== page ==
The great clash between evolution and creation has begun and poking each other's beliefs are Bill Nye, also known as "The Science Guy," and Creation Museum and Answers in Genesis ministry founder Ken Ham.

Where did humans come from will be the fundamental question that both sides will try to answer. The debate is being broadcasted live over the Internet and is being seen by over a million people.

Nye is standing for the theory of evolution as proposed by Charles Darwin. The Science Guy has been known to believe that creationism is detrimental to the advancement of science. While not seen by all as a real scientist but as an entertainer, Nye is still expected to use the evidence approach to push the truth about evolution.

"Nye believes that creationism should not be taught in public or government schools, because it is not a valid scientific theory. He then asserts that since creationism, according to his analysis, is solely based on religious faith, which requires the acceptance of certain teachings without his definition of evidence, it should not be taught," reported Catholic Online.

Nye studied under the guidance of renowned cosmologist and American writer Carl Sagan. He believes that without evolution, the world will be like studying geology without believing in tectonic plates.

"I say to the grown-ups, if you want to deny evolution and live in your world, in your world that's completely inconsistent with everything we observe in the universe, that's fine. But don't make your kids do it, because we need them," said Nye in a feature video for Big Think.

On the opposite end is Ham, who established a museum in Kentucky that is firm on its belief that earth is a 6,000-year-old planet and that humans interacted with dinosaurs. He is expected to argue about earth creationism and will present his own evidences. The foundation of his belief is that evolution cannot be the truth since it does not fit well with his faith.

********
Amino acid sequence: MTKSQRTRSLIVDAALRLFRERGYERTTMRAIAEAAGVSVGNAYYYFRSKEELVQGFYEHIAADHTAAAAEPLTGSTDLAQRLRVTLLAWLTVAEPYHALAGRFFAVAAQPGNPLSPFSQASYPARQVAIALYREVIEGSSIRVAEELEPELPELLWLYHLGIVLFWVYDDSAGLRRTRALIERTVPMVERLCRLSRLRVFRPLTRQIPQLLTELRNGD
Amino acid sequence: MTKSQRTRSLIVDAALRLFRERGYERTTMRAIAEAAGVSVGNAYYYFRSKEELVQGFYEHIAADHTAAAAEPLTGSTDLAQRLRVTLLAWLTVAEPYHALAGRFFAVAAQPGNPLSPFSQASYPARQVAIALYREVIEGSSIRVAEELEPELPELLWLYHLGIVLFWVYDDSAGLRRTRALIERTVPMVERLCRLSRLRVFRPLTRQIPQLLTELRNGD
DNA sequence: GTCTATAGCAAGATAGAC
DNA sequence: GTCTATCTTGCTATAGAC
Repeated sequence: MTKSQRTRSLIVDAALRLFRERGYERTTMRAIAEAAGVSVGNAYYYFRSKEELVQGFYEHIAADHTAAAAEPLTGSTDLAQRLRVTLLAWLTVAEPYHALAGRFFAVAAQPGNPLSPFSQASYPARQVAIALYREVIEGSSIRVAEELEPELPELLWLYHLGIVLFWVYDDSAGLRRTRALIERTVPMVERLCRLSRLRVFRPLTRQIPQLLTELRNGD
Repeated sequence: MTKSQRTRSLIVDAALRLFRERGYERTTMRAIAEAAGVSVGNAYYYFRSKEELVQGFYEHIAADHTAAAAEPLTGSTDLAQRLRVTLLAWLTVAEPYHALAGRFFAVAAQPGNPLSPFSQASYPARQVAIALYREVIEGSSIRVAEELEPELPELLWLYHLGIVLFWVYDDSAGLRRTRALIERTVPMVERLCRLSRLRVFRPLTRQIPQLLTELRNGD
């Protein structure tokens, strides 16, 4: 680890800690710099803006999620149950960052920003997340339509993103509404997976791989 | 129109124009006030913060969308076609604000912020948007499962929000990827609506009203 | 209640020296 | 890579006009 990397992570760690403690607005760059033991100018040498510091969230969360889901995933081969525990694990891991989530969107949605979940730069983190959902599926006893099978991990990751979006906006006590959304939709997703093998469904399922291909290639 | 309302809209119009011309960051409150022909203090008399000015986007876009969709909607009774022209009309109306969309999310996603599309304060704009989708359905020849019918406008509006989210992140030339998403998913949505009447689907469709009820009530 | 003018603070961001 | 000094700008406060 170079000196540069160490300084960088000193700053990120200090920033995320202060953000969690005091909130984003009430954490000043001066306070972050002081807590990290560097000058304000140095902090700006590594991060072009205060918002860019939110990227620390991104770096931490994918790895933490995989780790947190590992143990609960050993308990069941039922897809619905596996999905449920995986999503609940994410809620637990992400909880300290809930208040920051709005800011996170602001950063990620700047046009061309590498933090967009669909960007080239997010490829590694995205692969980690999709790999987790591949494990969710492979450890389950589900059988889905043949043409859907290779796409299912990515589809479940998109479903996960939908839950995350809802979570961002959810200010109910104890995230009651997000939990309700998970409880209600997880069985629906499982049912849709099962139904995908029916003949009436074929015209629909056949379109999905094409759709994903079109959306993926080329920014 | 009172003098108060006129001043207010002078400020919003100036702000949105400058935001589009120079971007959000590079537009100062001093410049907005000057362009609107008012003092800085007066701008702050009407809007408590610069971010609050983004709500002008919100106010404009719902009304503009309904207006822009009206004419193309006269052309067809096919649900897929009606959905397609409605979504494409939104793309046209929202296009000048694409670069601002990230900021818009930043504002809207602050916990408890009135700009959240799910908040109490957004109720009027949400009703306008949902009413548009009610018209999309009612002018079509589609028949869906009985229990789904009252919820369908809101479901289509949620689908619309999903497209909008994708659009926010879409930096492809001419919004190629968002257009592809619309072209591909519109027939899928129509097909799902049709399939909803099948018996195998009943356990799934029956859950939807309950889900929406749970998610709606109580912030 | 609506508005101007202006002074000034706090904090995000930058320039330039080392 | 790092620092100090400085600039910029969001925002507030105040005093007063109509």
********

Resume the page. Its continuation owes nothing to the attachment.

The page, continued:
"The way I work, I can do my best in convincing people because I don't have to do the convincing. God does the convincing," Ham said in an interview.

Ham's museum and ministry have also been marred with controversy for its belief and for its money matters. The ministry's 2012 tax return declares Ham's earnings at around $180,000 and the group spending over a million for advertisement. Ham is also leading a move to build Ark Encounter, a theme park-like venture that has so far garnered $14 million in the form of donations and around $2 million in terms of memberships. Ham said that profits from the debate will not be used for the Ark.

As host, the Creation Museum will cover the expenses of Nye and most likely a speaking engagement fee of at least $50,000.

Ham and Nye's sponsored debate plus creation versus evolution has a good chance of becoming a grand circus.

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